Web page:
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Loori Bus Company v. Township of Middletown Zoning Board of Adjustment

A-3499-09T3 (N.J. Super. App. Div. 2010) (Unpublished)

ZONING; USE VARIANCES — School bus facilities are a use necessarily accessory to school buildings themselves and, thus are a clearly beneficial use that presumptively satisfies the positive criteria needed to obtain a use variance.

A school bus company sought both a use variance to construct an additional bus parking area on a lot adjoining its existing bus depot and parking lot, and a bulk variance to permit construction of a gravel lot instead of a paved lot. At the zoning board hearing, the company’s owner testified that eighty percent of his company’s work was for the local school district, with another twenty percent for neighboring school districts. The owner also testified that the existing parking area was too small to accommodate the company’s buses. In rejecting the application, the municipality found that the use was not inherently beneficial because the company presented no testimony that additional parking for school buses was required by a school board. The board analyzed the application as one for an ordinary use, rather than an inherently beneficial use, and found that expanding the prior non-conforming use would bring traffic, diesel fumes, headlights, and noise closer to the adjoining residential homes.

The company filed a complaint in lieu of prerogative writs, and the lower court found that school bus facilities are a use necessarily accessory to the school buildings themselves and, thus, a clearly beneficial use. It also found that there was a need for the expansion, and that the lot was particularly suited to the proposed use. The land use board appealed.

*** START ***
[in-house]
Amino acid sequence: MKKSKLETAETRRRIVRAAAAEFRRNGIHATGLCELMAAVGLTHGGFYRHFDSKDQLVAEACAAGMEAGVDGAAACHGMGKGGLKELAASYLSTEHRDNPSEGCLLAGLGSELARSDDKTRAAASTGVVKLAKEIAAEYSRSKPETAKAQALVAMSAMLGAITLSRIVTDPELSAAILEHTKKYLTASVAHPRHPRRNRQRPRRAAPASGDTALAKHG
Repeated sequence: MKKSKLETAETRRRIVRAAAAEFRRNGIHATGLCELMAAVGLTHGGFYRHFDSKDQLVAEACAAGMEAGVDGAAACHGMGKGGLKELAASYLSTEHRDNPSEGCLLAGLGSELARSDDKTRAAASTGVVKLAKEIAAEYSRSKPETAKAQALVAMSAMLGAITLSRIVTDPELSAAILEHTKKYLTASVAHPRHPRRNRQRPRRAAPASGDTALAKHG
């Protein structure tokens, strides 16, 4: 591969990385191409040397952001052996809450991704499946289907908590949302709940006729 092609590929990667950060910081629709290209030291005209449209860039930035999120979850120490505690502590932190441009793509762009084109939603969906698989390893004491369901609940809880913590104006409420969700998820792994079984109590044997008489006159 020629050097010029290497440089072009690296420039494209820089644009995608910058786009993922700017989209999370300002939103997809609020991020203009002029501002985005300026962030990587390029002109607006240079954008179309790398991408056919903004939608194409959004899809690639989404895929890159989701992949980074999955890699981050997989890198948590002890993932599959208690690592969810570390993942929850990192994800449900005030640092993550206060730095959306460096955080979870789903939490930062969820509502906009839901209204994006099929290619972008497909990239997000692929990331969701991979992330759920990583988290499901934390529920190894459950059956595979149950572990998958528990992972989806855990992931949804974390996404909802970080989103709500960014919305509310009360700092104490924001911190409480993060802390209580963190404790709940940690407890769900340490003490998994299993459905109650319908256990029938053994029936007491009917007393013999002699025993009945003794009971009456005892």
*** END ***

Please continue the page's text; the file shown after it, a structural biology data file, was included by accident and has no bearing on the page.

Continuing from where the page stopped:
In the appeal, the Appellate Division found that the zoning board had based its decision on a legally incorrect definition of an inherently beneficial use. The Court also noted that the board had exaggerated the potential harm and premised its decision on a baseless finding that there had been massive public opposition to the application, when only one objector testified at the hearings.

Ordinarily, an applicant seeking a use variance must satisfy the positive and the negative criteria required by the Municipal Land Use Law. However, if a use is inherently beneficial, the applicant presumptively satisfies the positive criteria. The Court found that any concern over possible negative effects on the surrounding neighborhood could be mitigated by imposing reasonable conditions. As a result, it remanded the bulk variance application to the zoning board because the board had never addressed the issue.


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